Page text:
DOI: 10.3390/healthcare12010084 ISSN: 2227-9032

Assessment of the Frequency, Causes, Degree and Consequences of Violence against Health Workers in Psychiatric Institutions

Zoran Jovanovic, Ana Opankovic, Srdjan Milovanovic, Jasmina Barisic, Tamara Nikolic Turnic, Dusan Djuric
  • Health Information Management
  • Health Informatics
  • Health Policy
  • Leadership and Management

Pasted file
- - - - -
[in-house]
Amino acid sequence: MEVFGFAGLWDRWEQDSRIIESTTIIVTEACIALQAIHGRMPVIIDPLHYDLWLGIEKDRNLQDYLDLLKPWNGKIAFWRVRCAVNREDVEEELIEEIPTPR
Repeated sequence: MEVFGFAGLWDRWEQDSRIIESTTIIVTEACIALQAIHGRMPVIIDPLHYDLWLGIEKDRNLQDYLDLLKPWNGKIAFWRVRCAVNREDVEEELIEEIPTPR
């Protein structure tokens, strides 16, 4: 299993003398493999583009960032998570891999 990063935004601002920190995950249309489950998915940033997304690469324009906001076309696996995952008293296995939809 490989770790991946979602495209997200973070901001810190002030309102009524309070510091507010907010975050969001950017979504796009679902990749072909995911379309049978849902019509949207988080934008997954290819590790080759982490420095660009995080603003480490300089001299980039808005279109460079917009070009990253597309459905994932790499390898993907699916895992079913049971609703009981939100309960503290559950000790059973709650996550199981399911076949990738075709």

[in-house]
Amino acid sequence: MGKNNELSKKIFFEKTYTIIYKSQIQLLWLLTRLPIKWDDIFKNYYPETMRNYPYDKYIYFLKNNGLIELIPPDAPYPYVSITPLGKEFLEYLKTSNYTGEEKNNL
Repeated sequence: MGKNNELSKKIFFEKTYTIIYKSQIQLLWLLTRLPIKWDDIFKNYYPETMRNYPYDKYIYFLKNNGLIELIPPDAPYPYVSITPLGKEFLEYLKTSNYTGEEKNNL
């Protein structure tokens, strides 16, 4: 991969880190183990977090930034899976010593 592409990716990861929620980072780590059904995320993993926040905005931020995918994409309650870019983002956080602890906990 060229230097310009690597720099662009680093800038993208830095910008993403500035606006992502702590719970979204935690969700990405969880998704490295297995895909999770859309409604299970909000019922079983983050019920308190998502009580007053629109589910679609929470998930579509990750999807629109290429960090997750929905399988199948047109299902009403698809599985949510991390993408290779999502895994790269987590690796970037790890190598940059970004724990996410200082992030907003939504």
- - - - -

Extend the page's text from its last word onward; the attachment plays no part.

(1) Background: The prevalence of workplace violence within the health sector varies between 50 and 88%. Depending on the health care environment, the percentages mentioned can be much higher. (2) The aim of this study was to determine the prevalence, characteristics, factors, and consequences of violence against healthcare workers (physicians, nurses, and technicians) in psychiatric institutions in the Republic of Serbia. Additionally, this study should validate the Serbian version of the aggression questionnaire, which could be a significant tool in recognizing and assessing any type of violence against health care workers in psychiatric institutions. (3) Methods: This study was designed as an observational questionnaire study that included 191 health workers (physicians, medical technicians, workers in kitchens or maintenance, and others) from three psychiatric institutions. As an instrument, this study validated and used the Serbian version of the aggression standardized questionnaire. We observed the primary and secondary outcomes of potential violence in psychiatric institutions against healthcare workers using different parameters. (4) Results: The internal consistency of each item as well as the instrument was very good (the mean Cronbach alfa = 0.91). A total of 104 of the participants never experienced physical violence, while more than five times that had 20 health workers (10.5%). We observed the statistical significance of gender, age, working status (permanent/limited) and professional status (physician/medical technician/worker etc.) on physical attack incidence. (5) Conclusions: The incidence of violence against healthcare workers is very high, especially in terms of physical assault and threats in the workplace. The majority of the victims were women who work as medical technicians, attacked by male patients with unknown motivation. A number of changes in the structure and organizational culture of the hospital are required. All hospital employees, employers, patients, and their families share responsibility for the creation of a safe workplace.

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